Vintage Photography?

Four Mechanics of Llandudno, North Wales

At very first glance, my photographs look like they were made a long time ago, don’t they? After all, I’m using a process invented by the Victorians. But after a second or two, people come to realise that they must have been made recently.

Why? Because they start spotting the visual clues: modern equipment, clothing, buildings and even the excellent fact that many lifeboats are crewed by women, which certainly wasn’t the case back in the 1800s.

The Lifeboat Station Project by Jack Lowe
Kinghorn RNLI volunteers with their Atlantic 85 lifeboat and submersible launch tractor, 12×10 inch Clear Glass Ambrotype, 11th April 2019

When describing my photographs, some mistakenly call them vintage. This happens a lot in the press with headlines like:

“Vintage photographs of lifeboat crew snapped with Victorian camera”

It’s easily done, of course, and it’s not the easiest process to describe to a new audience.

However, my photographs aren’t vintage at all — in the moments they appear on glass, one of the really overwhelming sensations for whoever’s witnessing the magical process is that the pictures are utterly brand new.

They look old but they’re not! Very confusing for the poor old brain box to deal with at first.

The Lifeboat Station Project by Jack Lowe
Four mechanics of Llandudno on the station’s state-of-the-art Shannon Launch and Recovery System (SLARS), 12×10 inch Clear Glass Ambrotype, 11th April 2019

People seem to enjoy getting their heads round it and, during discussions on my journey, I often mention that we wouldn’t say to a painter, “That’s a beautiful vintage painting you’ve just made!”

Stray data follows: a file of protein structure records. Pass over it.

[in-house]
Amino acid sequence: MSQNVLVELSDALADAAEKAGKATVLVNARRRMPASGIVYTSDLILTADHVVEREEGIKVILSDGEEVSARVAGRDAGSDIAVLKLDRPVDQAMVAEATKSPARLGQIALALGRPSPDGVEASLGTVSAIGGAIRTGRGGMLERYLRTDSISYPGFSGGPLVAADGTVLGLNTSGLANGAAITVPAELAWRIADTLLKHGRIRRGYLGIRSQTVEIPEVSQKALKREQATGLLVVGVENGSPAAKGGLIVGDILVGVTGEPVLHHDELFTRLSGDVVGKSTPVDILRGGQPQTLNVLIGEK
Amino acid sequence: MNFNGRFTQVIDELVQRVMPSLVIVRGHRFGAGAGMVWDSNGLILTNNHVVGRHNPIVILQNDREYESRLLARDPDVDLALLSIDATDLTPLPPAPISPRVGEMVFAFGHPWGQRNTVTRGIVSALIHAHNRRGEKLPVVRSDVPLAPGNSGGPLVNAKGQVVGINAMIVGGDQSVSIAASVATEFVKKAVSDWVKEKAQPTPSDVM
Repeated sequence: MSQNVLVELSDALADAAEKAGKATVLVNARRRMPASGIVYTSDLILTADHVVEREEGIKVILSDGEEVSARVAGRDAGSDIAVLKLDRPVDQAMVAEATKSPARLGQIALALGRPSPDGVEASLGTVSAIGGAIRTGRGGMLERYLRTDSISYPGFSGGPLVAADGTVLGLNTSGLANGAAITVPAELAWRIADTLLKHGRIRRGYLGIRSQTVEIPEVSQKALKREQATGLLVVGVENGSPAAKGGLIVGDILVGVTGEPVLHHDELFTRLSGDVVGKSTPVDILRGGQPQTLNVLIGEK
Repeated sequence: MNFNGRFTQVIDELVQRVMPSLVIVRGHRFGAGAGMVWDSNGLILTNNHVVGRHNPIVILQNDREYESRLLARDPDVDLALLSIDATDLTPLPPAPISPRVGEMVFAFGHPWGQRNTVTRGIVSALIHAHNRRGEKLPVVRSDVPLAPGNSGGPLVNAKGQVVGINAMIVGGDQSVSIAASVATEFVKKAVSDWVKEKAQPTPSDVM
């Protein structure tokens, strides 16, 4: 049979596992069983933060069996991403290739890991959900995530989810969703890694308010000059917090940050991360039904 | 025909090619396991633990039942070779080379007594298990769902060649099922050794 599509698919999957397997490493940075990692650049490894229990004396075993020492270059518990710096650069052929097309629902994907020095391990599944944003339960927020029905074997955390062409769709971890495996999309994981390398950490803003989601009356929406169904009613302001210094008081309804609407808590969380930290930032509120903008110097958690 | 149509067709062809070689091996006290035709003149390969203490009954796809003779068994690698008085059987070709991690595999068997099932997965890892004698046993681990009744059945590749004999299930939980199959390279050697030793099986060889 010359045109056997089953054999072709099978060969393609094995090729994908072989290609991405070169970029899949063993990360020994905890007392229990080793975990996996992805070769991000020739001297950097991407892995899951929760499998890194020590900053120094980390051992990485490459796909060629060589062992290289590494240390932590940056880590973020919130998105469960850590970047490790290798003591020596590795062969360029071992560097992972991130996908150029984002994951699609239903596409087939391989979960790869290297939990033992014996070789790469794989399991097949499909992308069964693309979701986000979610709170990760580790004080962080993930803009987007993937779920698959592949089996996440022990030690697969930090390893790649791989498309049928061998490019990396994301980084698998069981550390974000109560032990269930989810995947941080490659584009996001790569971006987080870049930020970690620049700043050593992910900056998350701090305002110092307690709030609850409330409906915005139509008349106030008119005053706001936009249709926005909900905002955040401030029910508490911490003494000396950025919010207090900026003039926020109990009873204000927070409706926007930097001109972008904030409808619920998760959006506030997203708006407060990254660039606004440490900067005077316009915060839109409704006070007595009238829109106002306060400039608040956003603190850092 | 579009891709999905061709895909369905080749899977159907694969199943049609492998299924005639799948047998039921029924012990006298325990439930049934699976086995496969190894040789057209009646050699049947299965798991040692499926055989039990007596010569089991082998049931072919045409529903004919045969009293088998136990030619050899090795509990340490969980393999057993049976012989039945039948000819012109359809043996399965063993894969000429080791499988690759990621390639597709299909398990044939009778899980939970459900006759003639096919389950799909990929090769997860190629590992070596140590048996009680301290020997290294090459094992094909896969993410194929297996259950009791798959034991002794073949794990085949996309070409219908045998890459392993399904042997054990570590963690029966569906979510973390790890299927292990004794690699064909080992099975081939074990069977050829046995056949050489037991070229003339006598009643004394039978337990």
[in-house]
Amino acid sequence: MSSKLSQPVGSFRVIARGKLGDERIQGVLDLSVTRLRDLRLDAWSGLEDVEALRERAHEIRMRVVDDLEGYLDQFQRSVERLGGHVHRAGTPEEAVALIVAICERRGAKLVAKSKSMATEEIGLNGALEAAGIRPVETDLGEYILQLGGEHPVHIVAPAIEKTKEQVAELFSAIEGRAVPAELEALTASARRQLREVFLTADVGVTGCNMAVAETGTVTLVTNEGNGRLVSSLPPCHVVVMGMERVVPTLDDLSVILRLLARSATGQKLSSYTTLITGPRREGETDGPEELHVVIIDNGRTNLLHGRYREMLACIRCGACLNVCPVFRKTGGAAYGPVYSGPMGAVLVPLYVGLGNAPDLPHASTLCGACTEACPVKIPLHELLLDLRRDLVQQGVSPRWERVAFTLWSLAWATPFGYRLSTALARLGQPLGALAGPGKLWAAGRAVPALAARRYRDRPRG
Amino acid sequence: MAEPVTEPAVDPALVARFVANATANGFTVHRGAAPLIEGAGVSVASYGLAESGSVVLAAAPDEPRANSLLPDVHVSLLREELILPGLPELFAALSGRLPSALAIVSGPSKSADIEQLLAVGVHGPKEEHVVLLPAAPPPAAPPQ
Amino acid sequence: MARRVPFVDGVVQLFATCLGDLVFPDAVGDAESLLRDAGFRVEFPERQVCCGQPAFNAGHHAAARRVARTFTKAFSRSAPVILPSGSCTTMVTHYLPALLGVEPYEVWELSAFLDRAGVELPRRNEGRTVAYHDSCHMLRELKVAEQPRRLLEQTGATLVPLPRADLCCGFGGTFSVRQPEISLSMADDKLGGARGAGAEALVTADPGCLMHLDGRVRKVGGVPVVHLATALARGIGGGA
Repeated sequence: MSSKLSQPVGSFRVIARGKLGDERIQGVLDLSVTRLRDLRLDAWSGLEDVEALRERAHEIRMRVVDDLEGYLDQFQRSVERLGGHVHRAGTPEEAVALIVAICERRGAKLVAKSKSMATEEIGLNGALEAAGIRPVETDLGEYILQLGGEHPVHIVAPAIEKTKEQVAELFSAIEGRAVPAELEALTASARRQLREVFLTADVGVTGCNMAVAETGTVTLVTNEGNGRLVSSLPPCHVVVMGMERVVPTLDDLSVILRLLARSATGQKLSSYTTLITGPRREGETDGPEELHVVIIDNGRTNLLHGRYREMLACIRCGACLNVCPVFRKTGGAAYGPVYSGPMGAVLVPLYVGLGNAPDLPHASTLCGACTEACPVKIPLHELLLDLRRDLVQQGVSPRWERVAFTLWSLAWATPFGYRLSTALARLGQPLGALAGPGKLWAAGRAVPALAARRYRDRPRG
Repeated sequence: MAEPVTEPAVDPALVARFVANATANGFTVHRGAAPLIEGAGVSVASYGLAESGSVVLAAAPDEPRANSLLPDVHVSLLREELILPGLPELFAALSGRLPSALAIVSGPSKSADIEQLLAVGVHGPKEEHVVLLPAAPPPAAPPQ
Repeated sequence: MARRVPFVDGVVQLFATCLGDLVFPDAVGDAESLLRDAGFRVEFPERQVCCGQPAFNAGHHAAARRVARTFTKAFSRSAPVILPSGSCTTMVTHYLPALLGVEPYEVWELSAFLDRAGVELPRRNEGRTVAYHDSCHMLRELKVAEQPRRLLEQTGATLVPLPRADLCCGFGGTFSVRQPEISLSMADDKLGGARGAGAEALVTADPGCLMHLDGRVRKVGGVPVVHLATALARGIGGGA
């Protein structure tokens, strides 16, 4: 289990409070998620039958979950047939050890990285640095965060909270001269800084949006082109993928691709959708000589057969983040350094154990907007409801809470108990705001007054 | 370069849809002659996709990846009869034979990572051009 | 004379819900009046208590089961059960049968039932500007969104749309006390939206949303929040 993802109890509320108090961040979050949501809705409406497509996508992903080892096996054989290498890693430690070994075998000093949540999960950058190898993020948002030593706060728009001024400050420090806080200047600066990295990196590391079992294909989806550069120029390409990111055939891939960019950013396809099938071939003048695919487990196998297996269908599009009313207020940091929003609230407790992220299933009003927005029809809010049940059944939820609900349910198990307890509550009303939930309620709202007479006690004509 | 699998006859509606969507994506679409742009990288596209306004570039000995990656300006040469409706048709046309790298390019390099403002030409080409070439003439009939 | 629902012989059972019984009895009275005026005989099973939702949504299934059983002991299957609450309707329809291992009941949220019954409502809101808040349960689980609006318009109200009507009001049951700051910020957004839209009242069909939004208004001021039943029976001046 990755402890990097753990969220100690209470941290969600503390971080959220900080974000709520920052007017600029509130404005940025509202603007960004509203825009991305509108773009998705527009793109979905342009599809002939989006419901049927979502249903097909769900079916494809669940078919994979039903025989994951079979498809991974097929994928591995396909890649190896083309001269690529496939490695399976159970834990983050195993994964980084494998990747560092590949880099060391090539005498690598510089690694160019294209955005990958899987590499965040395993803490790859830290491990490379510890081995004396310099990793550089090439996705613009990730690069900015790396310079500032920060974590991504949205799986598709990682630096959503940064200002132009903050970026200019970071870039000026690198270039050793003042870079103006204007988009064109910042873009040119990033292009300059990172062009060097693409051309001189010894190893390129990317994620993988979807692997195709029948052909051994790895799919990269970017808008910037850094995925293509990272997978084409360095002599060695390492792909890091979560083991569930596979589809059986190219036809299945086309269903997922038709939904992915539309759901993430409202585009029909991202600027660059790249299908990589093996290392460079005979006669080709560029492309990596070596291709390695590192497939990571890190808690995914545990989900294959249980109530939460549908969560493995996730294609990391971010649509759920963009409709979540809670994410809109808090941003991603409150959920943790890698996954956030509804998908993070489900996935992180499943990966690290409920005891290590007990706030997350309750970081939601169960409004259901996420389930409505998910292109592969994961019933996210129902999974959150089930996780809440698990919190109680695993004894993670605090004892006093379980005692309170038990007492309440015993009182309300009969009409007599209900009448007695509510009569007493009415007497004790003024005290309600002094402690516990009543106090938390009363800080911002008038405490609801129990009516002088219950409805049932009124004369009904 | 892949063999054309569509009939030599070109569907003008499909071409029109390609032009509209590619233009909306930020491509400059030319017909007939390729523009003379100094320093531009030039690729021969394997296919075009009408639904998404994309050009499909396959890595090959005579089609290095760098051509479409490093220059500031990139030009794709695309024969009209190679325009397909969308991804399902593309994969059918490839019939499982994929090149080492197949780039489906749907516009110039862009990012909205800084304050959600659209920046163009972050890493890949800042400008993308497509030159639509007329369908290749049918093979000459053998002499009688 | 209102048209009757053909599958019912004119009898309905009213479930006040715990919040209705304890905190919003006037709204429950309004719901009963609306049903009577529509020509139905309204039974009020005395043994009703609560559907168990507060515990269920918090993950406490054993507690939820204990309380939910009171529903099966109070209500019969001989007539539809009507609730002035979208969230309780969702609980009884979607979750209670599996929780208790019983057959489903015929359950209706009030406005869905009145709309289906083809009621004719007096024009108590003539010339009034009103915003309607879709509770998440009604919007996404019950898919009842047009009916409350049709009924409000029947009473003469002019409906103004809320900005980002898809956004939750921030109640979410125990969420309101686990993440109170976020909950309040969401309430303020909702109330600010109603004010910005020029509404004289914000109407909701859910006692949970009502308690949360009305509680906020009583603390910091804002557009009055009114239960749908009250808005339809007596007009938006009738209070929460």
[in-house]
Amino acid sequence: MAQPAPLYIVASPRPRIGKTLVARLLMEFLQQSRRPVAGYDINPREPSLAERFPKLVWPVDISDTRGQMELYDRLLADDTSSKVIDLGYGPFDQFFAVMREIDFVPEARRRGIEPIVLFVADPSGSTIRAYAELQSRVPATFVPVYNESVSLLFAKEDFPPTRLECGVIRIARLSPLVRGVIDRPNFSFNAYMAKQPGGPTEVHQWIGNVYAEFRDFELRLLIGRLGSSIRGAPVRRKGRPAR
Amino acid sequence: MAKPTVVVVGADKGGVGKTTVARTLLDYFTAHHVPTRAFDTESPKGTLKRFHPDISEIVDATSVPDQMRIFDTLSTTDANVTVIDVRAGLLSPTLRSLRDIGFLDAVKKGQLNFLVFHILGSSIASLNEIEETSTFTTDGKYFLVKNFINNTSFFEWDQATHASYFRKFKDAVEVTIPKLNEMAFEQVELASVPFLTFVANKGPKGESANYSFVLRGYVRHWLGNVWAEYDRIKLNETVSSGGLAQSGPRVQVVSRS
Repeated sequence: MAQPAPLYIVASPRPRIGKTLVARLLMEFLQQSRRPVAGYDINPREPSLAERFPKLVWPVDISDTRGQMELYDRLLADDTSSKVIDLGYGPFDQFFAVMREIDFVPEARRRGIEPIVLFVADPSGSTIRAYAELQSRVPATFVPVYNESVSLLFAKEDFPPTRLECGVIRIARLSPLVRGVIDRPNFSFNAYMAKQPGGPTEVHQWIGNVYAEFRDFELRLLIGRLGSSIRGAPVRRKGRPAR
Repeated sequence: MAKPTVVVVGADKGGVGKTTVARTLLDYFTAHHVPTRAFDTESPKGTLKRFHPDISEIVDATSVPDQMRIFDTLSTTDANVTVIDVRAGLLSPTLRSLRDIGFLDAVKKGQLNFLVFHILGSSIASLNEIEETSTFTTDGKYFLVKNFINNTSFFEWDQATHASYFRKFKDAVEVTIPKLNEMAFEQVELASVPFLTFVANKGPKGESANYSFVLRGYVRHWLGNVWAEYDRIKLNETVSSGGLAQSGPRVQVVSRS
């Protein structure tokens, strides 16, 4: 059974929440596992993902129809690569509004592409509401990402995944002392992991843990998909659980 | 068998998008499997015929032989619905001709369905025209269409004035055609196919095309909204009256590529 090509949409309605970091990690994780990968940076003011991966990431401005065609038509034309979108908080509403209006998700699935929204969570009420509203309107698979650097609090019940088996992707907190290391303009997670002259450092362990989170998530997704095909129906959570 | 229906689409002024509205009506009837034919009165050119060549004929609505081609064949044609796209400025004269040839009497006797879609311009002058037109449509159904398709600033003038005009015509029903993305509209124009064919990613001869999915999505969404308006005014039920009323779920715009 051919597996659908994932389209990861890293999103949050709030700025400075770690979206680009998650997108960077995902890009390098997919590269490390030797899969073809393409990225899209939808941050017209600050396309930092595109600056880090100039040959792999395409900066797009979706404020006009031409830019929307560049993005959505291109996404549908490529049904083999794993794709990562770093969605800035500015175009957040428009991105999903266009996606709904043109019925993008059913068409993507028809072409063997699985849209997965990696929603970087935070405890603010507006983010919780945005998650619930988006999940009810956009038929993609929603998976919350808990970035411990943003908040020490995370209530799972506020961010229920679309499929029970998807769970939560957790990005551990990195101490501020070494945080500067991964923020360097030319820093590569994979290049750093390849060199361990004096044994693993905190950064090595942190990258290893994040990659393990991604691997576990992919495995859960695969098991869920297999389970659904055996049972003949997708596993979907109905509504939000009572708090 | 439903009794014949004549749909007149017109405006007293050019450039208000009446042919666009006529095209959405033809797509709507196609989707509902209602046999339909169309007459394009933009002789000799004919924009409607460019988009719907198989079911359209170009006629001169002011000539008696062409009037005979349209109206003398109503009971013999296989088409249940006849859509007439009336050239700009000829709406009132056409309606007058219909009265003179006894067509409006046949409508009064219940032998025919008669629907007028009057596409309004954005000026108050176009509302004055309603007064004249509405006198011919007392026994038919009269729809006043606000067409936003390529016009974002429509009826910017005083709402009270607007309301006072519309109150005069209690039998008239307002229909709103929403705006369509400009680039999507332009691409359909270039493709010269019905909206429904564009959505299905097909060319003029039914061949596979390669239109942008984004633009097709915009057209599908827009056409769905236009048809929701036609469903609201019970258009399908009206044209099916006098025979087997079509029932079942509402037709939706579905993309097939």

Ditto drawing, pottery or sculpting — all processes that have been around longer than photography.

For example, compare these two photographs from Montrose and South Queensferry — they could have been made 100 years apart. In fact, just one year has elapsed between the making of these glass plates:

The Lifeboat Station Project by Jack Lowe
The view from Montrose RNLI lifeboat station featuring the water jet propelled Shannon class lifeboat, 12×10 inch Clear Glass Ambrotype, 28th June 2018
The Forth Bridge, 12x10 inch Clear Glass Ambrotype by Jack Lowe
The Forth Railway Bridge, 12×10 inch Clear Glass Ambrotype, opened in 1890, photographed on 16th June 2019

There’s a great word that describes the strange sensation of something appearing to be from an older period than it actually is, and that word is anachronistic.

Even though the process dates from 1851, my photographs are among the most contemporary on the planet!

Food for thought?


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The Lifeboat Station Project is an 8 year art project funded by print sales and my followers — real people like you — who’ve become patrons of the project.

If you enjoy my coastal journey and all the things I share along the way, why not join them for just under £3 per month?

Among the rewards on offer, all patrons will have their name printed on a special thank you page in the final book:

Become a Patron of The Lifeboat Station Project on Patreon

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FREQUENTLY ASKED QUESTIONS


In the mood for learning more? I answer some frequently asked questions here:

FREQUENTLY ASKED QUESTIONS

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